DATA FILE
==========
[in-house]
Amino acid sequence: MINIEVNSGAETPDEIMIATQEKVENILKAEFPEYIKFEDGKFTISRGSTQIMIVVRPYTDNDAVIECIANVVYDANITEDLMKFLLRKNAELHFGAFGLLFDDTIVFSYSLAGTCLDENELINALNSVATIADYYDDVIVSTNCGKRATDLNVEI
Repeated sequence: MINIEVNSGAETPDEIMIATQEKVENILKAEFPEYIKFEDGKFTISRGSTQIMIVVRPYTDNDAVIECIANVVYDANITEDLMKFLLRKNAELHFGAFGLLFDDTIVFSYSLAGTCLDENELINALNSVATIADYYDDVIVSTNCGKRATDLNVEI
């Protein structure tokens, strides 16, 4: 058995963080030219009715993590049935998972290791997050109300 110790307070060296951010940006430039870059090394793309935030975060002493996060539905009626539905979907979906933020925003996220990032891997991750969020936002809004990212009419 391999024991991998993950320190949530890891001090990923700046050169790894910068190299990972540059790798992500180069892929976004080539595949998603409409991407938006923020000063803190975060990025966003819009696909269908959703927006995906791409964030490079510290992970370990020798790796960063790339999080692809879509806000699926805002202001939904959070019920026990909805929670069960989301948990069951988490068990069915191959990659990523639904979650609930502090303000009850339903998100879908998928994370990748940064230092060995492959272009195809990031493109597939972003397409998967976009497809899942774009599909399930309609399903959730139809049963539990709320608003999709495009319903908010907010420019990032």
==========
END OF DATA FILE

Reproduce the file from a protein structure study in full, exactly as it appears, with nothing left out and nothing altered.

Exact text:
[in-house]
Amino acid sequence: MINIEVNSGAETPDEIMIATQEKVENILKAEFPEYIKFEDGKFTISRGSTQIMIVVRPYTDNDAVIECIANVVYDANITEDLMKFLLRKNAELHFGAFGLLFDDTIVFSYSLAGTCLDENELINALNSVATIADYYDDVIVSTNCGKRATDLNVEI
Repeated sequence: MINIEVNSGAETPDEIMIATQEKVENILKAEFPEYIKFEDGKFTISRGSTQIMIVVRPYTDNDAVIECIANVVYDANITEDLMKFLLRKNAELHFGAFGLLFDDTIVFSYSLAGTCLDENELINALNSVATIADYYDDVIVSTNCGKRATDLNVEI
């Protein structure tokens, strides 16, 4: 058995963080030219009715993590049935998972290791997050109300 110790307070060296951010940006430039870059090394793309935030975060002493996060539905009626539905979907979906933020925003996220990032891997991750969020936002809004990212009419 391999024991991998993950320190949530890891001090990923700046050169790894910068190299990972540059790798992500180069892929976004080539595949998603409409991407938006923020000063803190975060990025966003819009696909269908959703927006995906791409964030490079510290992970370990020798790796960063790339999080692809879509806000699926805002202001939904959070019920026990909805929670069960989301948990069951988490068990069915191959990659990523639904979650609930502090303000009850339903998100879908998928994370990748940064230092060995492959272009195809990031493109597939972003397409998967976009497809899942774009599909399930309609399903959730139809049963539990709320608003999709495009319903908010907010420019990032």